I hate to break it to you, and to everyone who sells this myth… but, the stock market is not what is going to get you rich…
There, I said it.
Too many people have been sold this myth that if you invest in the markets, you’ll get rich, guaranteed. That it’s as simple as that. You’ve been told that the stock market is some type of magical thing that instantly rewards those that put money into it. Guess what? It doesn’t work that way.
Now here’s the truth… the stock market can help you BECOME rich over… like 30 years! The stock market can help you STAY rich, over a long-period of time… but it won’t MAKE you rich anytime soon.
Here’s what I mean and here’s what you’re going to learn in this post:
- Some people actually do get rich from the stock market: they are the brokers, hedge fund mangers, advisors, and for a lack of a better term, the middlemen.
- The stock market is actually just a place to allocate capital and over time, has the best chance of effectively fighting inflation
- There are a couple places where you actually might get rich sooner, and I suggest you double down on them
- Should you still invest?
Let’s get into it:
Where are the customer’s yachts?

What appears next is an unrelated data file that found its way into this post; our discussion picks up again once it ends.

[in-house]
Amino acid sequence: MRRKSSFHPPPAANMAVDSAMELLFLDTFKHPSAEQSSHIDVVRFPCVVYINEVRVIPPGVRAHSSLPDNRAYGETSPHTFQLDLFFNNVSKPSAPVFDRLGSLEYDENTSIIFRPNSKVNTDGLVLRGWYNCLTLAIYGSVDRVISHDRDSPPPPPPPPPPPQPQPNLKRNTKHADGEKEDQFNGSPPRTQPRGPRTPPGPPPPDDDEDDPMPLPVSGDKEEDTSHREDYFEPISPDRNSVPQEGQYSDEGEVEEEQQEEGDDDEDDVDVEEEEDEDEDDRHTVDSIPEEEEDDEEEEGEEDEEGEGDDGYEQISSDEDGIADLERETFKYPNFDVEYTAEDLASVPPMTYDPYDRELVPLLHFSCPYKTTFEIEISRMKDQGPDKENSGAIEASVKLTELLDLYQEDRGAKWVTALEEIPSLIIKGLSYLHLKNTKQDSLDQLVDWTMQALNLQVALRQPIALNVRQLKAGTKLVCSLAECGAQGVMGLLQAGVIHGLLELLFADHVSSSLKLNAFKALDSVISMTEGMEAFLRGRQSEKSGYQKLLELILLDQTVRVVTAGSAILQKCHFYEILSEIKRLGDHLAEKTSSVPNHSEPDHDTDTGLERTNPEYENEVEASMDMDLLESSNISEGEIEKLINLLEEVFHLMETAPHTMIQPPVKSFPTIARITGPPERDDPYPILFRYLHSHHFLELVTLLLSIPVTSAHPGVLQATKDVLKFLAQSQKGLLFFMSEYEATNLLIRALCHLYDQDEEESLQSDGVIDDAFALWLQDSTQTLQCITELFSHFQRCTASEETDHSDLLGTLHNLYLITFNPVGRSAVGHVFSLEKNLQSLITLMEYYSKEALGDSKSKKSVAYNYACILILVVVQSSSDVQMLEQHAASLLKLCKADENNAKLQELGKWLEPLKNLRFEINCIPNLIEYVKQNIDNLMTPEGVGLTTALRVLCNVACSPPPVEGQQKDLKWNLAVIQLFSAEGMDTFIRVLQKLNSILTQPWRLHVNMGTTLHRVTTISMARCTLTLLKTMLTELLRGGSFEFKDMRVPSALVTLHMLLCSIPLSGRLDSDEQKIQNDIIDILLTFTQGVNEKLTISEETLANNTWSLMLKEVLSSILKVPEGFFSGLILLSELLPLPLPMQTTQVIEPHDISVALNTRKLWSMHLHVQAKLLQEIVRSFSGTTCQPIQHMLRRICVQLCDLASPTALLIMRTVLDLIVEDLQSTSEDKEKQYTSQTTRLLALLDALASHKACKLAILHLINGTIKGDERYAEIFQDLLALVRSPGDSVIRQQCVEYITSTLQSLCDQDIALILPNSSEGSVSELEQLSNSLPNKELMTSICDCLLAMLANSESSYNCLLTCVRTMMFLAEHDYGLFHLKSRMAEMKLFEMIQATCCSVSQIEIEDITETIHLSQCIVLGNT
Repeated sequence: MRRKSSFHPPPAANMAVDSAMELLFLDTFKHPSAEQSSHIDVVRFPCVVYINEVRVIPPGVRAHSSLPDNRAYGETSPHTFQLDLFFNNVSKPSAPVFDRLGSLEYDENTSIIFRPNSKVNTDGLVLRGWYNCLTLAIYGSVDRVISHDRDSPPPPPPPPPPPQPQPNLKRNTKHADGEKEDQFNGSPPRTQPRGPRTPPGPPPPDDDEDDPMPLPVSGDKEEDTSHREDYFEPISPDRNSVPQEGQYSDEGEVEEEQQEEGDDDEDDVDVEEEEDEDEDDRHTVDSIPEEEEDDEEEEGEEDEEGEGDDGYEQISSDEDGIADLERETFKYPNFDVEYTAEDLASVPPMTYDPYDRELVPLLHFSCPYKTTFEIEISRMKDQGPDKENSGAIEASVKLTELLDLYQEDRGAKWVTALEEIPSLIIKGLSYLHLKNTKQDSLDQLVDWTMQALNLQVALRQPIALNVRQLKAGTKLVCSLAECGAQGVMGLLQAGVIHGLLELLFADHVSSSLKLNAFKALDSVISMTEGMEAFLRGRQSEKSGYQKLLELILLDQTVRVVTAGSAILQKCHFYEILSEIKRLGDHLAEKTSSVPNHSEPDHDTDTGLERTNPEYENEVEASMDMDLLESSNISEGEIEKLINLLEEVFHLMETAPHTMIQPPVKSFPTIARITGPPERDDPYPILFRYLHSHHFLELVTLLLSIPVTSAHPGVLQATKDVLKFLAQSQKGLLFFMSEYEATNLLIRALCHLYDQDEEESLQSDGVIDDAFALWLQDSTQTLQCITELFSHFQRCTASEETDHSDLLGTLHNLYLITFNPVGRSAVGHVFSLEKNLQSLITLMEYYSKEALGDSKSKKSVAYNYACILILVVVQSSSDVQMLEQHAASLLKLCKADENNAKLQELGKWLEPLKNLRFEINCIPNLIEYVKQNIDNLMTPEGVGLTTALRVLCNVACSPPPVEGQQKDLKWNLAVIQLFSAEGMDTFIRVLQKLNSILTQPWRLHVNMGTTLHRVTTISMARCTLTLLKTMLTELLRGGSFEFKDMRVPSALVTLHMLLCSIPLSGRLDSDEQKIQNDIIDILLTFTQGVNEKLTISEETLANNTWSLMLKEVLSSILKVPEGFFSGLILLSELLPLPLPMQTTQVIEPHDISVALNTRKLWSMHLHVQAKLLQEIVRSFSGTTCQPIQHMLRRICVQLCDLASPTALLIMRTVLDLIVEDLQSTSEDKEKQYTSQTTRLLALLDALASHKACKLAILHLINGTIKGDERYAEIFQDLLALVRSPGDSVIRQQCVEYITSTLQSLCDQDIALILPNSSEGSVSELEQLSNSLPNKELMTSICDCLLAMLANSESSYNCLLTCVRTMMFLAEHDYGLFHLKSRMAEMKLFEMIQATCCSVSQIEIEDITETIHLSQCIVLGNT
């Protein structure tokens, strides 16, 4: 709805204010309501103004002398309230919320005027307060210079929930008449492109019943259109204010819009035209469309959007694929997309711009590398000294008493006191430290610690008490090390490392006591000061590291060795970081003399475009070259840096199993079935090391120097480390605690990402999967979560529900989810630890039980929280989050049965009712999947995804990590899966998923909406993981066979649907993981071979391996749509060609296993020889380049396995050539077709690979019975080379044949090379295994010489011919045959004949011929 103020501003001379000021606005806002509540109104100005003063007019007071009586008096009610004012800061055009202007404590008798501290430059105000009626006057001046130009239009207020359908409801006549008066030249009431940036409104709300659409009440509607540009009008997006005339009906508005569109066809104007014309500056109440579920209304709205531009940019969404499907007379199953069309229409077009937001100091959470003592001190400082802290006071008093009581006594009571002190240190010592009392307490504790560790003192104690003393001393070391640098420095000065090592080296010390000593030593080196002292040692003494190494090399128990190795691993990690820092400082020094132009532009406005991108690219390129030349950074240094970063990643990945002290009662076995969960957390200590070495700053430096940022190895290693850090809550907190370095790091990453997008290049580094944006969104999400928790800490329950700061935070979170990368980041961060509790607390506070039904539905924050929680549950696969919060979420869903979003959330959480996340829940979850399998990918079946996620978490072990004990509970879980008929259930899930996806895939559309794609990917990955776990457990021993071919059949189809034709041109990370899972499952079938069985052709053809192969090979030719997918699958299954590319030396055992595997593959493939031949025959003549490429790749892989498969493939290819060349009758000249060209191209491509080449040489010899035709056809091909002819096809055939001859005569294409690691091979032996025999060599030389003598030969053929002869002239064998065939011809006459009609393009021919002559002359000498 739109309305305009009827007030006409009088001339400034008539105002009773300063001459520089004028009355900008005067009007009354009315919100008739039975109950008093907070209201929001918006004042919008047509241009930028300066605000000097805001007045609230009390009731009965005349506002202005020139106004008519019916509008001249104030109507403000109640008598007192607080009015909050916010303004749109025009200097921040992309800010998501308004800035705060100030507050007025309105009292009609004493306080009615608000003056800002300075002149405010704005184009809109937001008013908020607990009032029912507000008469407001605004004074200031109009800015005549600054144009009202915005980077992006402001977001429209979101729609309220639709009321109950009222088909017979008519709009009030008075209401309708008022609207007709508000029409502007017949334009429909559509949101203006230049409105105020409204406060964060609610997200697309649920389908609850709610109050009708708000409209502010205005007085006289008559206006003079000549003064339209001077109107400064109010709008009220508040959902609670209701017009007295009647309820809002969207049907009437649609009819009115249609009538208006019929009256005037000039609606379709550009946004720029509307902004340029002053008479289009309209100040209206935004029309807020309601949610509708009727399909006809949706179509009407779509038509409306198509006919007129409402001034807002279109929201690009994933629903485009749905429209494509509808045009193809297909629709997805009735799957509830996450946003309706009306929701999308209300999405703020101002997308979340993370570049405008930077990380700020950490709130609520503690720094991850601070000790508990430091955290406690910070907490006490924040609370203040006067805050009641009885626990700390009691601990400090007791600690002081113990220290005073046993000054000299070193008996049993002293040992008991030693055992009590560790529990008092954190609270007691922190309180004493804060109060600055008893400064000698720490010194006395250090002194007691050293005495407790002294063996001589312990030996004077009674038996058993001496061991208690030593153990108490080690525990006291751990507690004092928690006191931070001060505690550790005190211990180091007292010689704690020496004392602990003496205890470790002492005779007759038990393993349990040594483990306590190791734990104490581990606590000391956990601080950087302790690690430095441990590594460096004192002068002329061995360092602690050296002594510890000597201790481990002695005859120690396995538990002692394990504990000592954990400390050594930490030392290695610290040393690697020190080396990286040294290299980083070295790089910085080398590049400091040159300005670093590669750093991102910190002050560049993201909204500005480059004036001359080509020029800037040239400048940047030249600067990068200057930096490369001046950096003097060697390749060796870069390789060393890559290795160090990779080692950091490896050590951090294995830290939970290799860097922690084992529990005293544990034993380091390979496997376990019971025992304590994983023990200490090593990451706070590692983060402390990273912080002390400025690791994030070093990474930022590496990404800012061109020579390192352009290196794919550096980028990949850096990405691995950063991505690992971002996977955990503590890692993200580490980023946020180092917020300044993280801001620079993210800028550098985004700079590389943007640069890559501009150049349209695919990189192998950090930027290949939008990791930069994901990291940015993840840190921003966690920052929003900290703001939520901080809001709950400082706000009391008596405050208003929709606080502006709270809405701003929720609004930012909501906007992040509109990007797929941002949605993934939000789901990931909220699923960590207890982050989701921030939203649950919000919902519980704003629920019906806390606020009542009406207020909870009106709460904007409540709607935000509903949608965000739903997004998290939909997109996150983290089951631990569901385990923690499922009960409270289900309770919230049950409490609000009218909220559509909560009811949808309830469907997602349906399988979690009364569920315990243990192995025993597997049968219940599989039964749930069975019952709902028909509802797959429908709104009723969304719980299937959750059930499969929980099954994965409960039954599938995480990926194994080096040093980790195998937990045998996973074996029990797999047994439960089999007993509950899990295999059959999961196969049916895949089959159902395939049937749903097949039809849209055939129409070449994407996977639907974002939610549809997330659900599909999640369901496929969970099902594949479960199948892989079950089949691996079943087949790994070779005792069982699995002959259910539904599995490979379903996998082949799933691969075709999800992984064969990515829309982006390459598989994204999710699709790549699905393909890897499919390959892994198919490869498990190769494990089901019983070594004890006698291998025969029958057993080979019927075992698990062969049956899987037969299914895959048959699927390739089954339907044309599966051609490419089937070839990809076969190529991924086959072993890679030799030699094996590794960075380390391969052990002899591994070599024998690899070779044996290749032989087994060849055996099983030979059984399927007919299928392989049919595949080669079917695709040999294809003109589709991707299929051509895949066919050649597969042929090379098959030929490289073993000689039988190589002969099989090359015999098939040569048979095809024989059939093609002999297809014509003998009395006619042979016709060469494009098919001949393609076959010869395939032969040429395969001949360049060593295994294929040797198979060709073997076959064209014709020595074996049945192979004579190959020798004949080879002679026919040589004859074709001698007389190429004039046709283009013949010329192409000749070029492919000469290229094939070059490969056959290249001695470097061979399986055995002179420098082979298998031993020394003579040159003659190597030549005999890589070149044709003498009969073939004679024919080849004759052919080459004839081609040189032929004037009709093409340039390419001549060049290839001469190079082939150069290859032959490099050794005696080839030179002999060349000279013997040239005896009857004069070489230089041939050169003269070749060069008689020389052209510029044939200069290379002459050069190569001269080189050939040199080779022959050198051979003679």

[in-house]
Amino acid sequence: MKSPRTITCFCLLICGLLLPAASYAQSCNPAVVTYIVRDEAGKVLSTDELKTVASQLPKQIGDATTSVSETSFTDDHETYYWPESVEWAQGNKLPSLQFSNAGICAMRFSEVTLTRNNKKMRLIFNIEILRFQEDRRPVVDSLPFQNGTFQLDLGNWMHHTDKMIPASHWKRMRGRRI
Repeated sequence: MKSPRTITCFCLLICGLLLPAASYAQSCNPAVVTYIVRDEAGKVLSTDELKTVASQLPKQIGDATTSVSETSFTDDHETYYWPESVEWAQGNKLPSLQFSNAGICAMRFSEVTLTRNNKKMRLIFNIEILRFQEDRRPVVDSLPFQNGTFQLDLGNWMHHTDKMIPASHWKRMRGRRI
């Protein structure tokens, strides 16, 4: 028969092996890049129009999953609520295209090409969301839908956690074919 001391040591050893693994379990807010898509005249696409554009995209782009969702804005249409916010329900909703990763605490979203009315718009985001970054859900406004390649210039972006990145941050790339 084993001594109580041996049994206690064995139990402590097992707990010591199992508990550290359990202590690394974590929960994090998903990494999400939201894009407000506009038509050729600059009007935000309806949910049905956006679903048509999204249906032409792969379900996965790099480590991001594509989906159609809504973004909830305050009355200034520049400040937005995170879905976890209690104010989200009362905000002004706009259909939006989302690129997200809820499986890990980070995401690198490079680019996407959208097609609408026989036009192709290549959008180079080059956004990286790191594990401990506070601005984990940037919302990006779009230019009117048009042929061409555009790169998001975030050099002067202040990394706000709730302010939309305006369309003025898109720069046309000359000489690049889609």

This is the title of a book written by Fred Schwed, that sheds light on the hypocrisy of Wall Street. The story goes, there was a visitor walking around New York and noticed that all the brokers on Wall Street had large yachts in the harbor. They asked this question wondering where the customer’s yachts were. It was obvious that the brokers and middlemen were doing well, making large amounts of money for themselves, while brokering investing deals for customers. The question was: how are the customers doing? It’s obvious that the people giving the advice were doing well, but what about the people receiving their advice? The observation is that the brokers are doing well, but the broker’s customers?… not so much.
This statement is going to be super unpopular with a bunch of people inside the financial industry, but here it goes…
It seems that the people who do the best in the stock market, are the people managing other people’s investments, not necessarily the investors themselves. Meaning, they are brokers or fund managers who invest other people’s money, and make a nice living by charging fees or commissions on that money they are managing.